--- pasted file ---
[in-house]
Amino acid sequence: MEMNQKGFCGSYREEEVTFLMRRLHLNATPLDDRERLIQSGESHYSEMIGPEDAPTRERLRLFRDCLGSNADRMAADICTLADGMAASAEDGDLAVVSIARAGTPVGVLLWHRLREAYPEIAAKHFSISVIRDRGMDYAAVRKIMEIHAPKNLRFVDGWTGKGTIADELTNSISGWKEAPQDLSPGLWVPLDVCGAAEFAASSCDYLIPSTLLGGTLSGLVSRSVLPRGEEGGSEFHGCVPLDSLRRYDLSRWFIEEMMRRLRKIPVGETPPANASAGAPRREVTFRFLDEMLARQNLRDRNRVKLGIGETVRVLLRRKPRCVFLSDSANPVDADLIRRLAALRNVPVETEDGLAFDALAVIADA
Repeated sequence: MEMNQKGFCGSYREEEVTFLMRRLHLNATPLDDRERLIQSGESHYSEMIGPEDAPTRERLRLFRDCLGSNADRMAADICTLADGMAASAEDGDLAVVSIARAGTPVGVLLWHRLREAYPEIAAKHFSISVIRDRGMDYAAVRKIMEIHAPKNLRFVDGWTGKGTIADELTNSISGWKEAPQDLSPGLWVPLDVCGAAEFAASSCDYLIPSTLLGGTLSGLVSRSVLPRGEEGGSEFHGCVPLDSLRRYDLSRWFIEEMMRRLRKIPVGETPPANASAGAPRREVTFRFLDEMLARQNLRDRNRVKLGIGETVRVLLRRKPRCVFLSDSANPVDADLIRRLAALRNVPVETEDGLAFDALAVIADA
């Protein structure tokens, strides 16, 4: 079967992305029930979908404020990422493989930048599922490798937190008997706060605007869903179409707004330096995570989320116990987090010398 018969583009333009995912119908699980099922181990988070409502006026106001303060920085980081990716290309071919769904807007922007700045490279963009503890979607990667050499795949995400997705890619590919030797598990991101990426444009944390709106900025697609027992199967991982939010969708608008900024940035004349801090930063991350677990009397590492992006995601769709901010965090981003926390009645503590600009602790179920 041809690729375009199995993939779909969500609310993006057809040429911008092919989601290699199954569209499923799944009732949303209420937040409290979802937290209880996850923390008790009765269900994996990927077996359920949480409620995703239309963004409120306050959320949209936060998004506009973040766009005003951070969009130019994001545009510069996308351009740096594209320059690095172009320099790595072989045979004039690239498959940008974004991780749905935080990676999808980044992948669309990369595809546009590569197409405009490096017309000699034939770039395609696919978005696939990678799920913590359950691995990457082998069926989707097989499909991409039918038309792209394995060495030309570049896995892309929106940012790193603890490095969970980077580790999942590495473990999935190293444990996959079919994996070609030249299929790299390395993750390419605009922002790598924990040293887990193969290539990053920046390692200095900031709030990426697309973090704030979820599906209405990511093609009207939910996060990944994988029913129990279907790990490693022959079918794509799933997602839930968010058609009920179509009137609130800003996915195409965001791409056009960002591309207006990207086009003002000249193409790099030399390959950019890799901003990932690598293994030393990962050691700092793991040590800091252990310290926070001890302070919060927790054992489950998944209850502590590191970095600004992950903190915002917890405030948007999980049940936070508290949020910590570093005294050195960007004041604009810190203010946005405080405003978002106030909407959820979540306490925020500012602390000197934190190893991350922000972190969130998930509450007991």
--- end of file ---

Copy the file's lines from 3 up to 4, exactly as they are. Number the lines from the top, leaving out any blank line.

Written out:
Repeated sequence: MEMNQKGFCGSYREEEVTFLMRRLHLNATPLDDRERLIQSGESHYSEMIGPEDAPTRERLRLFRDCLGSNADRMAADICTLADGMAASAEDGDLAVVSIARAGTPVGVLLWHRLREAYPEIAAKHFSISVIRDRGMDYAAVRKIMEIHAPKNLRFVDGWTGKGTIADELTNSISGWKEAPQDLSPGLWVPLDVCGAAEFAASSCDYLIPSTLLGGTLSGLVSRSVLPRGEEGGSEFHGCVPLDSLRRYDLSRWFIEEMMRRLRKIPVGETPPANASAGAPRREVTFRFLDEMLARQNLRDRNRVKLGIGETVRVLLRRKPRCVFLSDSANPVDADLIRRLAALRNVPVETEDGLAFDALAVIADA
């Protein structure tokens, strides 16, 4: 079967992305029930979908404020990422493989930048599922490798937190008997706060605007869903179409707004330096995570989320116990987090010398 018969583009333009995912119908699980099922181990988070409502006026106001303060920085980081990716290309071919769904807007922007700045490279963009503890979607990667050499795949995400997705890619590919030797598990991101990426444009944390709106900025697609027992199967991982939010969708608008900024940035004349801090930063991350677990009397590492992006995601769709901010965090981003926390009645503590600009602790179920 041809690729375009199995993939779909969500609310993006057809040429911008092919989601290699199954569209499923799944009732949303209420937040409290979802937290209880996850923390008790009765269900994996990927077996359920949480409620995703239309963004409120306050959320949209936060998004506009973040766009005003951070969009130019994001545009510069996308351009740096594209320059690095172009320099790595072989045979004039690239498959940008974004991780749905935080990676999808980044992948669309990369595809546009590569197409405009490096017309000699034939770039395609696919978005696939990678799920913590359950691995990457082998069926989707097989499909991409039918038309792209394995060495030309570049896995892309929106940012790193603890490095969970980077580790999942590495473990999935190293444990996959079919994996070609030249299929790299390395993750390419605009922002790598924990040293887990193969290539990053920046390692200095900031709030990426697309973090704030979820599906209405990511093609009207939910996060990944994988029913129990279907790990490693022959079918794509799933997602839930968010058609009920179509009137609130800003996915195409965001791409056009960002591309207006990207086009003002000249193409790099030399390959950019890799901003990932690598293994030393990962050691700092793991040590800091252990310290926070001890302070919060927790054992489950998944209850502590590191970095600004992950903190915002917890405030948007999980049940936070508290949020910590570093005294050195960007004041604009810190203010946005405080405003978002106030909407959820979540306490925020500012602390000197934190190893991350922000972190969130998930509450007991």